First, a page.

India's merchandise exports inched up 0.64 per cent, on a year-on-year basis in April, to $26.07 billion from $25.91 billion reported for the corresponding month of last year, official data showed on Wednesday.
As per the data furnished by the Ministry of Commerce and Industry, petroleum products, electronic goods, organic and inorganic chemicals and drugs and pharmaceuticals showed high export growth during the month under review.
However, non-petroleum and non-gems and jewellery exports in April fell by 1.31 per cent to $19.54 billion from $19.80 billion.
On the other hand, imports grew by 4.48 per cent to $41.40 billion, from $39.63 billion reported for the corresponding month of 2018.
Segment-wise, oil imports in April were $11.38 billion, which was 9.26 per cent higher in dollar terms, compared to $10.41 billion in April 2018, the ministry said.
Non-oil imports in April 2019 were estimated at $30.02 billion which was 2.78 per cent higher in dollar terms, compared to $29.21 billion in April 2018, it said.
Additionally, the trade deficit during the month under review widened to $15.33 billion as against the deficit of $13.72 billion in April 2018. On an overall basis, India's exports including merchandise and services in April are estimated to have grown by 1.34 per cent to $44.06 billion over April 2018.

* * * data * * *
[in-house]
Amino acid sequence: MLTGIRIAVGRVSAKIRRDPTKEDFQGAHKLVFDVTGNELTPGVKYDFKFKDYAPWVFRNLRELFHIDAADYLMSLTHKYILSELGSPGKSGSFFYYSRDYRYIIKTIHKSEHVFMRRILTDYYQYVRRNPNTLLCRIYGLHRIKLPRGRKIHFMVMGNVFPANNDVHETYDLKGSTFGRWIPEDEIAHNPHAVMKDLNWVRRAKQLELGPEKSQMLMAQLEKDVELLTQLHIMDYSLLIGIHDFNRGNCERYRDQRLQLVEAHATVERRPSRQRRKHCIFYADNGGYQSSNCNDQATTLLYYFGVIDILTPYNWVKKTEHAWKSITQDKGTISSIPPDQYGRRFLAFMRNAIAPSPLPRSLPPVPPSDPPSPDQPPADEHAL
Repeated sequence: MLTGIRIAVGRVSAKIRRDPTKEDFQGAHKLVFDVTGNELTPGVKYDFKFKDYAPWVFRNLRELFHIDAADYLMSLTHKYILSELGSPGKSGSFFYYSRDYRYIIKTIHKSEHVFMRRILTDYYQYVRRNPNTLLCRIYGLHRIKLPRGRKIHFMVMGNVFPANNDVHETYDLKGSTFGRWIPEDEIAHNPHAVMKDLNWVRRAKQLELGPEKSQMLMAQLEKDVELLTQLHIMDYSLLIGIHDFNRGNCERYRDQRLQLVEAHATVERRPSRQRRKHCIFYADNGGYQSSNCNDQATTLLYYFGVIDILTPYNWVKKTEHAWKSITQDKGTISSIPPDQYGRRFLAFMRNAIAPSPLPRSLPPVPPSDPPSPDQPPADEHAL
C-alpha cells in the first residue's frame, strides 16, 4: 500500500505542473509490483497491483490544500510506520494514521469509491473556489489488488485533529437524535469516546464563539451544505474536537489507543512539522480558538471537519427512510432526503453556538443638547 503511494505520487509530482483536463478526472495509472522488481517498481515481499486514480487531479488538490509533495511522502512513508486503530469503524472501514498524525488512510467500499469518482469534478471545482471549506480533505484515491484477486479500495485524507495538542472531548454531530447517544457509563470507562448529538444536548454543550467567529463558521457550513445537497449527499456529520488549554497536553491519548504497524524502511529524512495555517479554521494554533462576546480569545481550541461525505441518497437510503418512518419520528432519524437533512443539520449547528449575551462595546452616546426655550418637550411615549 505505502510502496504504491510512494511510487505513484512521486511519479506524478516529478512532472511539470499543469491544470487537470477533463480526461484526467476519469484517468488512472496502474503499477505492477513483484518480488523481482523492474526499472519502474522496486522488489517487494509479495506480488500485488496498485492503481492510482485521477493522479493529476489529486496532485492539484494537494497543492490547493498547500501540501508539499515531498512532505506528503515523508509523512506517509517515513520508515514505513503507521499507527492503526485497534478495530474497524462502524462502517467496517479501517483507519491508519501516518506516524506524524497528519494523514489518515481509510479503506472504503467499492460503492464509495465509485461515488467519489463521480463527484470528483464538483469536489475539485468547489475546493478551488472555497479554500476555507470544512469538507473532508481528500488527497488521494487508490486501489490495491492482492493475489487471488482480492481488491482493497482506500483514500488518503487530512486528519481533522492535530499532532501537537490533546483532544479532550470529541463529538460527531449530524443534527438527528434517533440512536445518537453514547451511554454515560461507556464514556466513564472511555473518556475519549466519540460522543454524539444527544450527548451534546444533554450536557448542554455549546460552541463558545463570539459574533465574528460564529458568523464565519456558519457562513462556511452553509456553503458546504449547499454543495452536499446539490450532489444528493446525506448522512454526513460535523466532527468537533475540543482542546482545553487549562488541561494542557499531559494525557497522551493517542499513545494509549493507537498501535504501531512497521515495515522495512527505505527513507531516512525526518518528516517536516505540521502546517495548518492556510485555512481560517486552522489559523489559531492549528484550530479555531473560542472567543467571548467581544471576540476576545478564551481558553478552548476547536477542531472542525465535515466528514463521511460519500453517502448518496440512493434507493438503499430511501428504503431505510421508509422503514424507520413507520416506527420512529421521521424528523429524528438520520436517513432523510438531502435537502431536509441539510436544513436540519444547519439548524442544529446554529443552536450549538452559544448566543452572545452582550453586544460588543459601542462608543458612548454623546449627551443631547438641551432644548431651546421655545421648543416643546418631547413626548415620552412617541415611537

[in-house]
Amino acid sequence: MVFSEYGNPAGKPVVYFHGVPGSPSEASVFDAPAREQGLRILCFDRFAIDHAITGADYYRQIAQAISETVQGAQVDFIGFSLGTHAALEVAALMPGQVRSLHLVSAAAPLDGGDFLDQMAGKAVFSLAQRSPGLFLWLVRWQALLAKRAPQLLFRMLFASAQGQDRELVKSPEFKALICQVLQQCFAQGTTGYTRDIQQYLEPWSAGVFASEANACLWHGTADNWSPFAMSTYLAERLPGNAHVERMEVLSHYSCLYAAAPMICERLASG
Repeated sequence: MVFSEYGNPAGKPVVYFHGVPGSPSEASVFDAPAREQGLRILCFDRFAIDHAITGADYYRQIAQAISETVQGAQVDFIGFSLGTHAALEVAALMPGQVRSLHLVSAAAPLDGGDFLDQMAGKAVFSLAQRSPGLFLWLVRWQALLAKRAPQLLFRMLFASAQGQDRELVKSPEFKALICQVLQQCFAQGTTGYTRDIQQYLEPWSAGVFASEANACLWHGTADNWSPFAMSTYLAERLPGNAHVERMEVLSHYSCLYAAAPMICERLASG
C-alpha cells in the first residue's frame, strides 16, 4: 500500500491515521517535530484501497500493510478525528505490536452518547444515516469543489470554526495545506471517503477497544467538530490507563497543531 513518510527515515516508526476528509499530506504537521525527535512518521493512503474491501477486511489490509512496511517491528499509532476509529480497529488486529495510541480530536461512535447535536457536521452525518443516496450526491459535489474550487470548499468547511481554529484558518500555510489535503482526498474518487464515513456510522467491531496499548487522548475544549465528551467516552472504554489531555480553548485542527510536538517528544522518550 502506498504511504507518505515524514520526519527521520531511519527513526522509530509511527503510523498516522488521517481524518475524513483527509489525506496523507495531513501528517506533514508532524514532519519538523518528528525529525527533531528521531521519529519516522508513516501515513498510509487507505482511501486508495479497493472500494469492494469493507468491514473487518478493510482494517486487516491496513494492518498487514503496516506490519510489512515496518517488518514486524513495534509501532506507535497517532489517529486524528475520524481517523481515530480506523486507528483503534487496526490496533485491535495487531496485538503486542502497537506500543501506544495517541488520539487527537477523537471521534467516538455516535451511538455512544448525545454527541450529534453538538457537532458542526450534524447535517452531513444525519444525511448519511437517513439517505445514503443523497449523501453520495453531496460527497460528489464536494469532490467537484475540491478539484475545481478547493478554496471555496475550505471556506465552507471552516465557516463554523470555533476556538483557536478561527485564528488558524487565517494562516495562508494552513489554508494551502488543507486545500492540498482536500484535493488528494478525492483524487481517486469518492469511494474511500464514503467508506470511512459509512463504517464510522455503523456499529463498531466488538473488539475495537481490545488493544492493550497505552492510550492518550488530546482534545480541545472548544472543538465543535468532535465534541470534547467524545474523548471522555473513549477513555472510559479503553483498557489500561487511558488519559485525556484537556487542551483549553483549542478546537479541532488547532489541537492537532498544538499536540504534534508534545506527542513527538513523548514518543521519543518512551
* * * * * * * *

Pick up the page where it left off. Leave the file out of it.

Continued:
"Overall imports in April is estimated to be $52.83 billion, exhibiting a positive growth of 4.53 per cent over April 2018," the ministry said.
Commenting on the latest trade figures, the Federation of Indian Export Or ganisations (FIEO) President Ganesh Kumar Gupta said the export data of $26.07 billion with a growth of 0.64 per cent "is not at all encouraging as almost all the labour-intensive sectors, including leather and leather products, gems and jewellery, engineering goods... dominated by MSMEs are into negative territory".
"These sectors are still facing the problem of liquidity besides various other challenges, including global trade war, protectionism, fragile global conditions and constraints on the domestic front," Gupta was quoted as saying in a statement.
Besides, Gupta expressed his concerns on the rising trade deficit primarily on account of swelling crude and gold import bills.
In addition, the FIEO Chief opined that with rising trade tensions between US and China, the global trade scenario may further worsen, putting more pressure on Indian exports in months to come.
(This story has not been edited by Business Standard staff and is auto-generated from a syndicated feed.)